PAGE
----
Cecil County Admits Animal Services Failed to Inspect Kennels; Cecil Times Report Confirmed

February 10, 2019

A CECIL TIMES Special Report

Cecil County Animal Services failed to inspect multiple kennel businesses in 2018 and is only now scheduling inspections, according to the county attorney, after CECIL TIMES reported previously that many inspections were not conducted or licenses issued as required by county law.

“The County acknowledges it has been late in performing several kennel inspections in 2018,” Jason Allison, the county attorney, wrote in a letter to CECIL TIMES that was sent via email late Friday (2/8/2019) afternoon. He further admitted that four commercial and/or boarding kennel businesses had applied for licenses but the county failed to inspect the facilities or issue licenses as required in 2018.

He said that the four premises would be inspected soon, and that the owners would not be fined or extra fees imposed for their 2018 licenses that were not issued previously. Kennel license applications must be submitted in April of each year, and county inspections of the premises are usually conducted in May, with licenses issued upon completion of the inspections.

Furthermore, in response to previous questions by CECIL TIMES, Allison acknowledged in a footnote to his letter that Eden Rehab and Rescue—which is currently under investigation for alleged animal neglect– had applied, as required, for a county license as a 501c3 non-profit animal rescue organization. (Such non-profit groups do not pay a fee for a license, but must submit an application and be inspected by CCAS.) He said the “application was denied prior to” the county’s seizure of 63 animals from two locations, in Elkton on 1/23/2019 and in Rising Sun on 1/30/2019, that were in the custody of the Eden rescue group.

But he did not disclose the date of Eden’s application, or the date of the denial, or whether CCAS had inspected Eden’s facilities in response to its own license application. In fact, the county’s initial statement of 2/1/2019 said that CCAS only began investigating Eden on 1/5/2019, after receiving a complaint, “alleging animals, in the care of the rescue, were not being fed or cared for properly.”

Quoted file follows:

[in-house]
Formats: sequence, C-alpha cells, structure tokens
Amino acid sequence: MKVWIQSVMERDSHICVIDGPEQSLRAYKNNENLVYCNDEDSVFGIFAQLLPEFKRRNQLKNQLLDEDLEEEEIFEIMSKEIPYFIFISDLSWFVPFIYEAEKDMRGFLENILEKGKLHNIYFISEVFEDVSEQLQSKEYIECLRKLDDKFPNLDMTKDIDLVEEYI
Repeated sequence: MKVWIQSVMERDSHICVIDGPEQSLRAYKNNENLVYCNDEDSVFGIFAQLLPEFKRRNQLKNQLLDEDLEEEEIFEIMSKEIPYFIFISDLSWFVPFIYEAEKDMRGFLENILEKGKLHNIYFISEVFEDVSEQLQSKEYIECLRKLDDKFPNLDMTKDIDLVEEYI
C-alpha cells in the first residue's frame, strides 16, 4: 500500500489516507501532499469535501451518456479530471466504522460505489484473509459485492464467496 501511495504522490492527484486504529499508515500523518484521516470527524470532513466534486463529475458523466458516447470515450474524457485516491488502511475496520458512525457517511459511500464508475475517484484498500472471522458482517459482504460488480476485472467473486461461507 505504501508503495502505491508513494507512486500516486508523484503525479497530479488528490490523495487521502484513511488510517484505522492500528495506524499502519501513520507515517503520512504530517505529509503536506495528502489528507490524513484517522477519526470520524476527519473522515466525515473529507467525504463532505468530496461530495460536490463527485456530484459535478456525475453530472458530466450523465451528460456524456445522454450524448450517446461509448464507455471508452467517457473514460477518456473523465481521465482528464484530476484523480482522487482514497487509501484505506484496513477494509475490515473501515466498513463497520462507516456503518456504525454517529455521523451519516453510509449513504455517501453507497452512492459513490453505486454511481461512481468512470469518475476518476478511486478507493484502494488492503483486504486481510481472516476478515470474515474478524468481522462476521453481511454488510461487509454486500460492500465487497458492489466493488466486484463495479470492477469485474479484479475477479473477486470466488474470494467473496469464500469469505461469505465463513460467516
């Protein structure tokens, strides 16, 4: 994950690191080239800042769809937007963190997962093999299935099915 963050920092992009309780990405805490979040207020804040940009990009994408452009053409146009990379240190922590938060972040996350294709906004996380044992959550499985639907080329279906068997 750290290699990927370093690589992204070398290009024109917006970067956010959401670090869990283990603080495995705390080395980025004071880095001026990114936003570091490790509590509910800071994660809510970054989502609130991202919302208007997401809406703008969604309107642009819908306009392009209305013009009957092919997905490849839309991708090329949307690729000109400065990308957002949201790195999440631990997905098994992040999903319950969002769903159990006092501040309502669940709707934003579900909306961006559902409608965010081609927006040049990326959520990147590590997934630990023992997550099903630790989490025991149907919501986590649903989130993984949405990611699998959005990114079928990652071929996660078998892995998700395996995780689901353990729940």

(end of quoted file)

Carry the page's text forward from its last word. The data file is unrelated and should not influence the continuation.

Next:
If Eden’s facilities had been inspected earlier, as part of a license application process, would animals have been spared suffering and taken to safety sooner?

The county’s previous statement on the 1/23 seizure in Elkton claimed that Eden’s animals were held in “deplorable conditions…including limited access to fresh water, unkept litter boxes, strong ammonia fumes, and kennels saturated in feces and urine. Many of the animals were found to be emaciated, possessed hair loss, and had open sores on their bodies.”

The county’s account of the Elkton raid did not specify the location at which animals were seized. But court documents indicate Eden was renting space from another kennel operation, the long-established Captain’s Quarters boarding facility on Deaver Road. A civil action filed in District Court on 1/25/2019 by Captain’s Quarters against Eden contends failure to pay rent. The docket notes preliminary steps, including a petition and landlord-tenant dispute documentation, filed as far back as 1/11/2019.

The owner/operator of Eden Rescue and Rehab is Crystal Romine, according to federal IRS records. She holds a registration as a 501c3 charity under federal tax law. So far, no charges have been filed by the county under state or county animal welfare laws against Romine, according to local court records.

Allison’s letter came after he abruptly canceled, with just 15 minutes notice, a previously arranged telephone conference call to discuss animal issues on 2/5/2019 with Cecil Times that was to have also included Abigail Bingham, the CCAS director, and her boss, David Trolio, head of the county’s Community Services and transit department. Allison then stated that he would only answer written questions, and he reiterated that demand in his recent letter, for any further questions or issues on CCAS.